Beats 88.80% java based solution using a queue


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    So, it turns out that if you're willing to violate the requirement then you could get some performance improvement. The following solution simply front-loads the heavy-lifting in the constructor where stores an in-order sequence of the tree in a queue. This is desirable if the number of times next() or hasNext() will be invoked by some factor of N. However, if not, then this is doing unnecessary work and won't earn you any points. Regardless, below is the implementation:

    Queue<TreeNode> q = new LinkedList<TreeNode>();
    
    public BSTIterator(TreeNode root) {
        populateQueue(root, q);
    }
    
    private void populateQueue(TreeNode root, Queue<TreeNode> q) {
        if (root == null) return;
        populateQueue(root.left, q);
        q.add(root);
        populateQueue(root.right, q);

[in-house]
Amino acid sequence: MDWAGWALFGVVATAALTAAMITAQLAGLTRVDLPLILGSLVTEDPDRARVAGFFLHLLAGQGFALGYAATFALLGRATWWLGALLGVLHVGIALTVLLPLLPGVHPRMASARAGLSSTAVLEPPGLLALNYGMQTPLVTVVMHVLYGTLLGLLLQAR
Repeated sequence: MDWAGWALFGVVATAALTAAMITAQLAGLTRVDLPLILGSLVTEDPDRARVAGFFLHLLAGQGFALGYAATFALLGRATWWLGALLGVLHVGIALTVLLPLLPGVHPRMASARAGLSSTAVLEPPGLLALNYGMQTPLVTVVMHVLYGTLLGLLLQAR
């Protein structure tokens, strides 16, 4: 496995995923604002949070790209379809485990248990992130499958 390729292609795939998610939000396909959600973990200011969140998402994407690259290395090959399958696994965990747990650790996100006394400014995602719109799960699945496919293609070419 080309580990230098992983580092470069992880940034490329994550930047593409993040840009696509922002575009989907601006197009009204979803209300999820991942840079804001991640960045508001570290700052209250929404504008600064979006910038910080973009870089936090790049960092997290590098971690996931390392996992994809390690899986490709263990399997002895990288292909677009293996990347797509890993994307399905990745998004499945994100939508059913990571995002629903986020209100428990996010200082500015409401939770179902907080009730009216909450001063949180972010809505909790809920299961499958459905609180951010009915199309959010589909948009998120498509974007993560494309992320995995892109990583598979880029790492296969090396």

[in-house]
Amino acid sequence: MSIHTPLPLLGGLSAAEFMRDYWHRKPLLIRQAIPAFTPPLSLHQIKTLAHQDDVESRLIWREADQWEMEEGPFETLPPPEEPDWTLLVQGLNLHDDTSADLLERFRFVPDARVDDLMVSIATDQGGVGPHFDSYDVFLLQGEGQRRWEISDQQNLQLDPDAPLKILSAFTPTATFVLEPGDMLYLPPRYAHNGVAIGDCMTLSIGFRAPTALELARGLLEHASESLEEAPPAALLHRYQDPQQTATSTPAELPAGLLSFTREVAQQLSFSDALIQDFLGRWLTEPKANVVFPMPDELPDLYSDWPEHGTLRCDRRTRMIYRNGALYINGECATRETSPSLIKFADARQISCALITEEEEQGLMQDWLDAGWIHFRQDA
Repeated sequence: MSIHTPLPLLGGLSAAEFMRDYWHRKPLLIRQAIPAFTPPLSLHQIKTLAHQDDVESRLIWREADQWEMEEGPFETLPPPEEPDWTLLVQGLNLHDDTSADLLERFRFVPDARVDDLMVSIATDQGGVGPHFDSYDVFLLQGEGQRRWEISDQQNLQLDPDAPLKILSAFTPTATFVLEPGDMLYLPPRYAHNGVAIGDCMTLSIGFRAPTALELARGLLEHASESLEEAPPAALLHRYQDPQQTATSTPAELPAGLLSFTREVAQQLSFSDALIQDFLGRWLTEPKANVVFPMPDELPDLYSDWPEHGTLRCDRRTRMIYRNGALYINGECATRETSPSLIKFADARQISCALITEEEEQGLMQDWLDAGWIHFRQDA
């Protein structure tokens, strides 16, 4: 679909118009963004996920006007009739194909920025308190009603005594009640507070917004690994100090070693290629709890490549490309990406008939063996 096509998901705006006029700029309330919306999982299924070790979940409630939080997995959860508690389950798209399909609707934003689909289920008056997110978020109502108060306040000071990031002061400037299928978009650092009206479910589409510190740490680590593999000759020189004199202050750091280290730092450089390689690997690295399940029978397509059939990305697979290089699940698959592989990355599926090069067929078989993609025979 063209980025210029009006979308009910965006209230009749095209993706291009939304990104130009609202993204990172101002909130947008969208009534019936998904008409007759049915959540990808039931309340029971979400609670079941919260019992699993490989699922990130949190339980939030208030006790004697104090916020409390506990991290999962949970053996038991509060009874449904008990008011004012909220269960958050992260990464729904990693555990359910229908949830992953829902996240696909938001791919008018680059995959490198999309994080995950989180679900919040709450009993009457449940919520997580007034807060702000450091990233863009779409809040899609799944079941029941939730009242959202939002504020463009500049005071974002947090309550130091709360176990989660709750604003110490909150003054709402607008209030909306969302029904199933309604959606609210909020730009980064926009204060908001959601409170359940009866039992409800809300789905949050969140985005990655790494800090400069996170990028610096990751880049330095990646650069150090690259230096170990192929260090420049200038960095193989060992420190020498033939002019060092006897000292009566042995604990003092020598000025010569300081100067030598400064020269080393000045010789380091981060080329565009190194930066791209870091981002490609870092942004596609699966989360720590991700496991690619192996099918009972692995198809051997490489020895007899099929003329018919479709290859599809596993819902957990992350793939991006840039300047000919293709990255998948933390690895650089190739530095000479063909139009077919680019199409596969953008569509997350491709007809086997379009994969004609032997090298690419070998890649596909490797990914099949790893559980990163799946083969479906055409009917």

}
    
    /** @return whether we have a next smallest number */
    public boolean hasNext() {
        return !q.isEmpty();
    }
    
    /** @return the next smallest number */
    public int next() {
        return q.poll().val;
    }
    

    Note: The OJ is very finicky. You may have made a couple of observations after reading the above code:

    • Why have a queue of type TreeNode; just store the integers instead?
    • Why pass the queue around as an argument in the method when it's an instance variable anyway?

    Turns out that when I change things up to a more "natural" implementation for this requirement-perversion, I score 45%! I'm not entirely sure why this happens, but it's been reproducible over the last 30mins. Anyway, thought i'd share; who knows, this may be some silly hack that could help others score higher in other questions lol.


  • 0
    K

    this is the most basic solution.
    And I tested your code.
    it shows the performance is beaten by(rather than beats) 88.80% solutions....


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